Whether it’s finals, friends or work, stress affects everyone at some point. While stress is normal and can even be healthy in small doses, too much can lead to mental and physical anguish. Learning to cope with day-to-day stresses can make life a lot easier and improve your health in the long run. Take some time to learn the signs of stress and try our tips the next time you feel overwhelmed.
Your body may be giving you signs about what's causing your stress, so pay attention to anything out of the ordinary. You might notice that your heart is racing, you have a stomachache or headache, you're clenching your jaw or you feel shaky and dizzy. If you notice a particular symptom repeatedly, pay close attention to what's happening around you. You may realize that you get a stomachache whenever you head for swim practice or you feel dizzy before exams. Recognizing these stressors in your life can help guide how you react to and cope with stress. Try some of the tips below when you're feeling stressed, or start incorporating them into your everyday routines.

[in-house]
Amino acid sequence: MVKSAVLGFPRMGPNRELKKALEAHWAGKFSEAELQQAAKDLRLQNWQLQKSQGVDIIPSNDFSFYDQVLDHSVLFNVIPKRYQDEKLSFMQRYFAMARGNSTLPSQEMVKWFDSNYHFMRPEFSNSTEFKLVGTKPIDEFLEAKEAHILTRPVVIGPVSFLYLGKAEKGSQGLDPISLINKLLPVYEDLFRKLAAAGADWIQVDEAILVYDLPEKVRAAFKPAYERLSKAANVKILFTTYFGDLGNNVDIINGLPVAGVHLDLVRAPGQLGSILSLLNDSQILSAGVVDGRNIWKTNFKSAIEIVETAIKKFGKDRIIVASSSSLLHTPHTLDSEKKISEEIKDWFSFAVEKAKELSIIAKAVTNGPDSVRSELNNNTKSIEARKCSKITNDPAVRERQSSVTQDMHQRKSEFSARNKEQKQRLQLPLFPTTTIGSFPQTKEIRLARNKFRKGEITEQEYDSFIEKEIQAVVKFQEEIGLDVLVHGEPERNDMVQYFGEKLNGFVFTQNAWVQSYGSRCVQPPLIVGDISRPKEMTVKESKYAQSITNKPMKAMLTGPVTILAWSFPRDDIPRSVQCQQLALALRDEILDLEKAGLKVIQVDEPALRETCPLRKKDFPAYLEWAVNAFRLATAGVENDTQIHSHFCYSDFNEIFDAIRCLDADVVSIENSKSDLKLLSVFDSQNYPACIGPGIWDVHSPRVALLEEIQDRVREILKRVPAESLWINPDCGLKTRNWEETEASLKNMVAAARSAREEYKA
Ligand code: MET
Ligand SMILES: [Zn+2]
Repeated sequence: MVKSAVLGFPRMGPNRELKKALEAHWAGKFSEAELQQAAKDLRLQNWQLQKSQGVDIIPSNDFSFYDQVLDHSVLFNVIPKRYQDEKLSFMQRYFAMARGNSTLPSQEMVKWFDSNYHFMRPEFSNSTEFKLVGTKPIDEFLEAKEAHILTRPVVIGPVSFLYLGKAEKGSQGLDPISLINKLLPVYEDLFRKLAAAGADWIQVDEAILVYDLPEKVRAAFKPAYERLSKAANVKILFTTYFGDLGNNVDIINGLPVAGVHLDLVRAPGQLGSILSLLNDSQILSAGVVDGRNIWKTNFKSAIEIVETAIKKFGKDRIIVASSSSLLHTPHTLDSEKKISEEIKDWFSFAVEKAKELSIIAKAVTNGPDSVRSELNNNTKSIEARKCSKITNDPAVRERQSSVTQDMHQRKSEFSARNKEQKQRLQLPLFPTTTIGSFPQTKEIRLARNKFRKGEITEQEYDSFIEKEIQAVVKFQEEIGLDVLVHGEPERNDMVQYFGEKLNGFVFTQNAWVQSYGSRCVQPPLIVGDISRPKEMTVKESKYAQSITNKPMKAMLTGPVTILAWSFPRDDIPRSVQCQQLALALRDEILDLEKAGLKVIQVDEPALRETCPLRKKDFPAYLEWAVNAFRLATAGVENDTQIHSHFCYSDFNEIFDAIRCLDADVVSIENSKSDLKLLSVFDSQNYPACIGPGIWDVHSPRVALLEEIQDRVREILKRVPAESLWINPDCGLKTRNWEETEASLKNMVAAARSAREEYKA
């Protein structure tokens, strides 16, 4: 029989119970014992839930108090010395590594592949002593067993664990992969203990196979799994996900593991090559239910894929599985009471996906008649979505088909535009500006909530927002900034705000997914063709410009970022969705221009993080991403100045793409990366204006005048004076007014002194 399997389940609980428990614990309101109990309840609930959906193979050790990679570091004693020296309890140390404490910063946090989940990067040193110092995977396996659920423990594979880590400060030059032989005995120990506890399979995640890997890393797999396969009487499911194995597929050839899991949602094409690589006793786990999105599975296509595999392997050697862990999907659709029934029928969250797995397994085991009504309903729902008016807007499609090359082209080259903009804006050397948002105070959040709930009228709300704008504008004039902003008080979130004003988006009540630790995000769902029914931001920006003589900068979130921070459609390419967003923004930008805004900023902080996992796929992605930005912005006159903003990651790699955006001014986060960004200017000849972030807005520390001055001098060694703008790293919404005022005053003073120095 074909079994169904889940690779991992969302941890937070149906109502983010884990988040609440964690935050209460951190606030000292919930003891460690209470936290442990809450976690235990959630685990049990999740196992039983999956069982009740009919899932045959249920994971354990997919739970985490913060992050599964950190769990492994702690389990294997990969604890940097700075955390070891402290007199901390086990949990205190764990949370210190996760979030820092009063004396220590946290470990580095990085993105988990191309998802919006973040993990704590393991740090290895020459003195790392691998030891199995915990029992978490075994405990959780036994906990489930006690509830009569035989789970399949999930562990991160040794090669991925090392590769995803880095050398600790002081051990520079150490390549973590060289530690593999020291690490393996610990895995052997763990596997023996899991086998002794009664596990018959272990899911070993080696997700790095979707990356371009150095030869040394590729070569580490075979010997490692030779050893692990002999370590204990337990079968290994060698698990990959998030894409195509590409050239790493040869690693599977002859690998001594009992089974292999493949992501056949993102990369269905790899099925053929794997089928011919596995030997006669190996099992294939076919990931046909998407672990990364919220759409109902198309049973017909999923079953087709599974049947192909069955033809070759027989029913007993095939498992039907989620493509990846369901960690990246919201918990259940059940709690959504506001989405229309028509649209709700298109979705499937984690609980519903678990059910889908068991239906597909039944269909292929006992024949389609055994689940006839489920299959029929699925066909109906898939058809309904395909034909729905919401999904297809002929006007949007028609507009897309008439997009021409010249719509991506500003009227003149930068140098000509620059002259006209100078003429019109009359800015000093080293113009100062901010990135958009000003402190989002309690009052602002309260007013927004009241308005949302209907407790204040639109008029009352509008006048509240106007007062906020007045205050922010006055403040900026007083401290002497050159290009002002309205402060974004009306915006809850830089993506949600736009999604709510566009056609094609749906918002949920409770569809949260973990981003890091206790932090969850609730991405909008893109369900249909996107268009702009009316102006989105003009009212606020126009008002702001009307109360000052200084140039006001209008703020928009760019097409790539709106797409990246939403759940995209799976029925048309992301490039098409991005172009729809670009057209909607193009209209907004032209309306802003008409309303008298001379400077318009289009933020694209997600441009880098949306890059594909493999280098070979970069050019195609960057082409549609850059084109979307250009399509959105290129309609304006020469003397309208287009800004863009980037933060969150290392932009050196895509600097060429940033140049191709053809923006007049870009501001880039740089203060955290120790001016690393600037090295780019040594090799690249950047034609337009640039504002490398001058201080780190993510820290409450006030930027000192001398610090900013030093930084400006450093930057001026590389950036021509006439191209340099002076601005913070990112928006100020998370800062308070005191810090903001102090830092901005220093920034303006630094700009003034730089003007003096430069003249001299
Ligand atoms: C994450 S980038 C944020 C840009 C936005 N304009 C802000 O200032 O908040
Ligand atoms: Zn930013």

- Exercise - Carve out time for physical activity. If you can't make it to the gym, go for a walk or even dance to your favorite song.
- Get outside - Spending time in nature can have a positive impact on your mood. Enjoy a walk around your neighborhood or meet a friend at the park for some outdoor time.
- Practice mindfulness - Mindfulness has been proven to improve mental wellbeing, so spend five or ten minutes practicing meditation.
- Sleep well - Getting eight to ten hours of sleep a night can be a game changer. Try to limit screen time before bed for the best possible sleep.
- Let it out - A creative outlet can help manage stress. Drawing, writing poetry, dancing or writing in a journal can all be methods to let your feelings out.
- Relax your body - Telling your body to relax can help your mind relax too. Lean back and take deep breaths or take a few moments to stretch before a stressful event.
Everyone deals with stress, but if you feel consistently overwhelmed or you think your health is suffering due to stress, reach out to a trusted adult for help.
These tips were adapted in part from the American Psychological Association.